First Sutton’s Wayne Shaw and now Everton star Wayne Rooney – aside from the shared first name, they’ve also been slapped with “gross misconduct.”
That the office should be a place of professional behaviour goes without saying. But some bosses are still known to add strict workplace rules to the mix to make sure staff don’t run amok.
The Supreme Court has dished out justice in terms of the tribunal fees staff have had to pay to bring a claim forward – and bosses need to be made aware of it.
You need to address someone’s hygiene, a member of staff has started to cry after a fault you called them up on, or a bully has been flagged in the workplace. As boss, you’ll undoubtedly come across uncomfortable situations and awkward conversations such as these.
The long awaited Taylor Report is here. Led by Matthew Taylor (Chief executive of the Royal Society of the Arts), it was commissioned by the prime minister last October to consider how employment practices need to change in order to keep pace with modern business.
From growth and compliance to hiring and employee satisfaction, jargon always seems to get in the way.
After a lengthy recruitment process, you’ve hired the candidate you thought fit best. But you can’t always tell whether you made the right choice until they actually start the job, which is why probationary periods can be a boss’ best friend.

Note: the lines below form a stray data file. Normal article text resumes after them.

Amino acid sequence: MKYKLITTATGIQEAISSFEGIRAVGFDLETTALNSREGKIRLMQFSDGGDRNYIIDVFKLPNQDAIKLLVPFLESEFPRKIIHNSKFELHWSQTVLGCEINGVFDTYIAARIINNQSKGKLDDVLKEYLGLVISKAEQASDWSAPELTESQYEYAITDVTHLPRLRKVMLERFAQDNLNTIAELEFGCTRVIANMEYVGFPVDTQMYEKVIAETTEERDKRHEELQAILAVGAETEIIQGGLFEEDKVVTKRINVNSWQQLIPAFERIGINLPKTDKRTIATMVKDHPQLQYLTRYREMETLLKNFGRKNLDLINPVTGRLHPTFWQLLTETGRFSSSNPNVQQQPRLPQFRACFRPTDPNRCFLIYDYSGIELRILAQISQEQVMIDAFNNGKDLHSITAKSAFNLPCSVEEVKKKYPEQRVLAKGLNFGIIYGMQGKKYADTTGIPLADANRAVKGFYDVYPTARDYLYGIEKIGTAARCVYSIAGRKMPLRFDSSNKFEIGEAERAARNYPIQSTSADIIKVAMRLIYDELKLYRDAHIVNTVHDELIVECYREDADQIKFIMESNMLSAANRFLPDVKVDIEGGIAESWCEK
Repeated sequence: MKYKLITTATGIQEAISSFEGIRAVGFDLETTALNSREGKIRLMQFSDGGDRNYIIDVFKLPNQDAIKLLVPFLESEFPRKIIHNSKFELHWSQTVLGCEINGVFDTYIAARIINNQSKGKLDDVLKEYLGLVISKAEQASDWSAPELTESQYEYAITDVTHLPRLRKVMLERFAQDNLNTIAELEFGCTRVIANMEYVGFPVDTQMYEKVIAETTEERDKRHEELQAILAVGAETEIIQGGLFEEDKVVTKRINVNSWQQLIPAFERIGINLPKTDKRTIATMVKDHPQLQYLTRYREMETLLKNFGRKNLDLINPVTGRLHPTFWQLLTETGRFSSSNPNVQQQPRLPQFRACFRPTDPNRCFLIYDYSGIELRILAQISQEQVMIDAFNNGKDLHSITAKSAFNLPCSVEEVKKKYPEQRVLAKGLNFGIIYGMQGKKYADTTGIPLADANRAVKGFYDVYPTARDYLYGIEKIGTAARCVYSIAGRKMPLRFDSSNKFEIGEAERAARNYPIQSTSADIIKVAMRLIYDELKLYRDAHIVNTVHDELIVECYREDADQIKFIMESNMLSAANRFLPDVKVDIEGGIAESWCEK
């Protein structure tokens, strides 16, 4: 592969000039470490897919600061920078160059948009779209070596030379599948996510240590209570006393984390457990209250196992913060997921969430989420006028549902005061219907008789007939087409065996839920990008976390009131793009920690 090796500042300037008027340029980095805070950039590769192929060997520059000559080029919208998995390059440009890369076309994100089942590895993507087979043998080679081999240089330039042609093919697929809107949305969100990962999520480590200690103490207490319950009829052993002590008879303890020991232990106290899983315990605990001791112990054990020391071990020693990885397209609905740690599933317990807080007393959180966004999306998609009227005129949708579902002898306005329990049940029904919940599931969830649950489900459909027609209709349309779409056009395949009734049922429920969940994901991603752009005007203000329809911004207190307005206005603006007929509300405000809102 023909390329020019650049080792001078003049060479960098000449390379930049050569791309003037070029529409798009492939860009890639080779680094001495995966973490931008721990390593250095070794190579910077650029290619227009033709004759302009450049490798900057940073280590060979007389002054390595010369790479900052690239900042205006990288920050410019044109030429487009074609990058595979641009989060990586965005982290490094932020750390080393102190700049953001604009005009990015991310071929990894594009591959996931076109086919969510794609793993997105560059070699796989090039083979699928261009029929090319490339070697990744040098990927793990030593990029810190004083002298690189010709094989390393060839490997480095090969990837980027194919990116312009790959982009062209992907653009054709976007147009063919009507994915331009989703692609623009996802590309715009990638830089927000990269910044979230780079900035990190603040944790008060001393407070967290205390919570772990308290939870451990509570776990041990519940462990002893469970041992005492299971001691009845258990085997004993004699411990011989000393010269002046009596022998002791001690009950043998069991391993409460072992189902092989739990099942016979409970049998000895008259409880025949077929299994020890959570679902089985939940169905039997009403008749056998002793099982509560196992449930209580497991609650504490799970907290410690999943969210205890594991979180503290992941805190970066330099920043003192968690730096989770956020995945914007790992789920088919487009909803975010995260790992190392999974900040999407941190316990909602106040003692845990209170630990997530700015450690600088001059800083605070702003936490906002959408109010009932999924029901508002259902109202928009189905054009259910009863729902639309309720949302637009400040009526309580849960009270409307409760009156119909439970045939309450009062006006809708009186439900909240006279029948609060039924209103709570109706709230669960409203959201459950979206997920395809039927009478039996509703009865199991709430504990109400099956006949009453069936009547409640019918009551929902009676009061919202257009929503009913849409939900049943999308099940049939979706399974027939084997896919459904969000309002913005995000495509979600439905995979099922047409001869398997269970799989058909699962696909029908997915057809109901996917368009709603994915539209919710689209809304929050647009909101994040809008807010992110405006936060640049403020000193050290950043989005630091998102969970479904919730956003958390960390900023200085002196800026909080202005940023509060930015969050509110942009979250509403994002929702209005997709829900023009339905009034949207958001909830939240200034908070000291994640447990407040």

If you had a bet on reserve goalkeeper Wayne Shaw eating pie during the FA Cup’s Sutton v Arsenal match then you may have won a hefty sum. He did exactly that – but the incident led to a few employment law queries, and his resignation.
Departing employees are often well-placed to make use of confidential information. That’s where restrictive covenants come in.
On the back of his Court of Appeal knock back, Charlie Mullins exclusively tells Real Business why he still believes his stance on employment law is right.
Some 2,200 graduate jobs went unfilled last summer due to students rejecting a previously accepted offer at the last minute – or even simply not turning up for their new job. This trend has been called gazumping.
The year 2016 saw numerous football clubs gain new entrepreneurial owners or majority stakeholders, and if you’re looking to get in on the action this year keep in mind employment legislation will continue to haunt you onto the pitch.